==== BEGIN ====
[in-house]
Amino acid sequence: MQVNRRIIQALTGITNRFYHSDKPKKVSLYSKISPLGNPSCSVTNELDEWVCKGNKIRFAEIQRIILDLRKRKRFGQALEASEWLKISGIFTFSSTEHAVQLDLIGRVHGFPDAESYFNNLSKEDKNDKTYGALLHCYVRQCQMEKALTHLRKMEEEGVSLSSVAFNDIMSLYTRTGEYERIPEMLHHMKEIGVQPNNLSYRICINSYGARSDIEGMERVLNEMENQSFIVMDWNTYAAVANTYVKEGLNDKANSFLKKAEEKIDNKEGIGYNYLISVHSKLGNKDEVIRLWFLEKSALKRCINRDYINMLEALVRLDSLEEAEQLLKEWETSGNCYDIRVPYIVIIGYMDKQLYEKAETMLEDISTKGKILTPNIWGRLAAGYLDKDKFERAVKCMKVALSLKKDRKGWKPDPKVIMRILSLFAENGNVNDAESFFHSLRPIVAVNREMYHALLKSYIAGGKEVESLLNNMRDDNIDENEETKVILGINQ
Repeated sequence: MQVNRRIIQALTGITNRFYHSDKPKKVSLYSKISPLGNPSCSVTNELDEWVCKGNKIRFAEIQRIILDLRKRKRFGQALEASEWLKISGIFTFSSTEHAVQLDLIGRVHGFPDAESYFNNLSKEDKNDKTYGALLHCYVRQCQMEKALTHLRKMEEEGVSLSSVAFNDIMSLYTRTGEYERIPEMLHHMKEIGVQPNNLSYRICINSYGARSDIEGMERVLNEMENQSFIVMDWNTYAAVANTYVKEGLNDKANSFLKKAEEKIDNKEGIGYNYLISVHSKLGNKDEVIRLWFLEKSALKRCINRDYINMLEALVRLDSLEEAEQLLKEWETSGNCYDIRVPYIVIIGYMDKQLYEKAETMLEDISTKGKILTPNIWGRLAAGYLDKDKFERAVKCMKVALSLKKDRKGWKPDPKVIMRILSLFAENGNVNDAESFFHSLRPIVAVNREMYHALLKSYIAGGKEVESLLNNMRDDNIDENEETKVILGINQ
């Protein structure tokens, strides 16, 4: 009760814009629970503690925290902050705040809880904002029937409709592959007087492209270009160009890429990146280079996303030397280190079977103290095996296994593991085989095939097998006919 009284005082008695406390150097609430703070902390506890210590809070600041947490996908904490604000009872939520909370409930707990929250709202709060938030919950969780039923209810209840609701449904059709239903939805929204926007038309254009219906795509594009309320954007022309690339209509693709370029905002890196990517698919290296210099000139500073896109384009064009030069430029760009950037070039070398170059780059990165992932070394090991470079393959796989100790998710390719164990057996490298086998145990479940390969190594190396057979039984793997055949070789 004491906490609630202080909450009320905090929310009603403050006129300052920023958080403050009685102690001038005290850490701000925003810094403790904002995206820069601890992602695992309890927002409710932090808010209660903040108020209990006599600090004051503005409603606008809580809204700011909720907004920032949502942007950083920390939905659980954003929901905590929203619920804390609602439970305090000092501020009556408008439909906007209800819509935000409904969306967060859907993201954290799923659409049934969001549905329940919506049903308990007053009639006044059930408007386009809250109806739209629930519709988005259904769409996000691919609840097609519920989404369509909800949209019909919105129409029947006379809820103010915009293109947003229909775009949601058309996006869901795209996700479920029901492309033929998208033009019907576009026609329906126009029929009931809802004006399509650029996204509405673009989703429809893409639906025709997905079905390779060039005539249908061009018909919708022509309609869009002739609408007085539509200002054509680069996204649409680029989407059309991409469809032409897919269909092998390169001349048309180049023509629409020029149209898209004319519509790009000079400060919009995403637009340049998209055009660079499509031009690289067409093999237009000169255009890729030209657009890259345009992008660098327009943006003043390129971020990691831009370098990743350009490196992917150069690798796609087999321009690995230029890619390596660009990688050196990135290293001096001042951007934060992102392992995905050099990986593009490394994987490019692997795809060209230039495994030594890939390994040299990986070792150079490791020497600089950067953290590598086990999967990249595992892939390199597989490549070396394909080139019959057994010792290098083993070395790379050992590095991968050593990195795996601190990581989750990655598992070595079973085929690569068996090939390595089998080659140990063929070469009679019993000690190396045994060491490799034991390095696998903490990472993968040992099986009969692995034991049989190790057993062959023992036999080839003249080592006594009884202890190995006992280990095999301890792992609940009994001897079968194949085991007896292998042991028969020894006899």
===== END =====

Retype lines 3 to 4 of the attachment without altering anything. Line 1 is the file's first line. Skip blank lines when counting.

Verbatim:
Repeated sequence: MQVNRRIIQALTGITNRFYHSDKPKKVSLYSKISPLGNPSCSVTNELDEWVCKGNKIRFAEIQRIILDLRKRKRFGQALEASEWLKISGIFTFSSTEHAVQLDLIGRVHGFPDAESYFNNLSKEDKNDKTYGALLHCYVRQCQMEKALTHLRKMEEEGVSLSSVAFNDIMSLYTRTGEYERIPEMLHHMKEIGVQPNNLSYRICINSYGARSDIEGMERVLNEMENQSFIVMDWNTYAAVANTYVKEGLNDKANSFLKKAEEKIDNKEGIGYNYLISVHSKLGNKDEVIRLWFLEKSALKRCINRDYINMLEALVRLDSLEEAEQLLKEWETSGNCYDIRVPYIVIIGYMDKQLYEKAETMLEDISTKGKILTPNIWGRLAAGYLDKDKFERAVKCMKVALSLKKDRKGWKPDPKVIMRILSLFAENGNVNDAESFFHSLRPIVAVNREMYHALLKSYIAGGKEVESLLNNMRDDNIDENEETKVILGINQ
């Protein structure tokens, strides 16, 4: 009760814009629970503690925290902050705040809880904002029937409709592959007087492209270009160009890429990146280079996303030397280190079977103290095996296994593991085989095939097998006919 009284005082008695406390150097609430703070902390506890210590809070600041947490996908904490604000009872939520909370409930707990929250709202709060938030919950969780039923209810209840609701449904059709239903939805929204926007038309254009219906795509594009309320954007022309690339209509693709370029905002890196990517698919290296210099000139500073896109384009064009030069430029760009950037070039070398170059780059990165992932070394090991470079393959796989100790998710390719164990057996490298086998145990479940390969190594190396057979039984793997055949070789 004491906490609630202080909450009320905090929310009603403050006129300052920023958080403050009685102690001038005290850490701000925003810094403790904002995206820069601890992602695992309890927002409710932090808010209660903040108020209990006599600090004051503005409603606008809580809204700011909720907004920032949502942007950083920390939905659980954003929901905590929203619920804390609602439970305090000092501020009556408008439909906007209800819509935000409904969306967060859907993201954290799923659409049934969001549905329940919506049903308990007053009639006044059930408007386009809250109806739209629930519709988005259904769409996000691919609840097609519920989404369509909800949209019909919105129409029947006379809820103010915009293109947003229909775009949601058309996006869901795209996700479920029901492309033929998208033009019907576009026609329906126009029929009931809802004006399509650029996204509405673009989703429809893409639906025709997905079905390779060039005539249908061009018909919708022509309609869009002739609408007085539509200002054509680069996204649409680029989407059309991409469809032409897919269909092998390169001349048309180049023509629409020029149209898209004319519509790009000079400060919009995403637009340049998209055009660079499509031009690289067409093999237009000169255009890729030209657009890259345009992008660098327009943006003043390129971020990691831009370098990743350009490196992917150069690798796609087999321009690995230029890619390596660009990688050196990135290293001096001042951007934060992102392992995905050099990986593009490394994987490019692997795809060209230039495994030594890939390994040299990986070792150079490791020497600089950067953290590598086990999967990249595992892939390199597989490549070396394909080139019959057994010792290098083993070395790379050992590095991968050593990195795996601190990581989750990655598992070595079973085929690569068996090939390595089998080659140990063929070469009679019993000690190396045994060491490799034991390095696998903490990472993968040992099986009969692995034991049989190790057993062959023992036999080839003249080592006594009884202890190995006992280990095999301890792992609940009994001897079968194949085991007896292998042991028969020894006899």